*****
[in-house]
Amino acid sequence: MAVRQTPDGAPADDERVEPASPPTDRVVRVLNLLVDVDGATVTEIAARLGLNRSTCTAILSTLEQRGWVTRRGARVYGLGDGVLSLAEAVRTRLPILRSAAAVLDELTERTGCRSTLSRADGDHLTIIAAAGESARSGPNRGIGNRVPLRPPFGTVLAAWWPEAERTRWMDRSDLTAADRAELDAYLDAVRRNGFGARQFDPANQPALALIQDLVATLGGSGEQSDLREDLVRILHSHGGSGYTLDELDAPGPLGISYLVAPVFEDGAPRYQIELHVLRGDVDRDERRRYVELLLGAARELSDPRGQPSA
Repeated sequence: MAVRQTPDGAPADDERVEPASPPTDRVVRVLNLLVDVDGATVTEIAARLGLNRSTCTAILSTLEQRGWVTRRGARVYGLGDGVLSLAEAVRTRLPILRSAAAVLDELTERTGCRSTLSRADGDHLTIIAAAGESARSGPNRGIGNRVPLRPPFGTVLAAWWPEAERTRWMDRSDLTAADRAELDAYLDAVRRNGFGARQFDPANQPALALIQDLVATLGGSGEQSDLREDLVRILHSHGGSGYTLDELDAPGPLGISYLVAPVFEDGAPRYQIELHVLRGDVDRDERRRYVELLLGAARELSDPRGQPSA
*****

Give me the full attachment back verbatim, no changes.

[in-house]
Amino acid sequence: MAVRQTPDGAPADDERVEPASPPTDRVVRVLNLLVDVDGATVTEIAARLGLNRSTCTAILSTLEQRGWVTRRGARVYGLGDGVLSLAEAVRTRLPILRSAAAVLDELTERTGCRSTLSRADGDHLTIIAAAGESARSGPNRGIGNRVPLRPPFGTVLAAWWPEAERTRWMDRSDLTAADRAELDAYLDAVRRNGFGARQFDPANQPALALIQDLVATLGGSGEQSDLREDLVRILHSHGGSGYTLDELDAPGPLGISYLVAPVFEDGAPRYQIELHVLRGDVDRDERRRYVELLLGAARELSDPRGQPSA
Repeated sequence: MAVRQTPDGAPADDERVEPASPPTDRVVRVLNLLVDVDGATVTEIAARLGLNRSTCTAILSTLEQRGWVTRRGARVYGLGDGVLSLAEAVRTRLPILRSAAAVLDELTERTGCRSTLSRADGDHLTIIAAAGESARSGPNRGIGNRVPLRPPFGTVLAAWWPEAERTRWMDRSDLTAADRAELDAYLDAVRRNGFGARQFDPANQPALALIQDLVATLGGSGEQSDLREDLVRILHSHGGSGYTLDELDAPGPLGISYLVAPVFEDGAPRYQIELHVLRGDVDRDERRRYVELLLGAARELSDPRGQPSA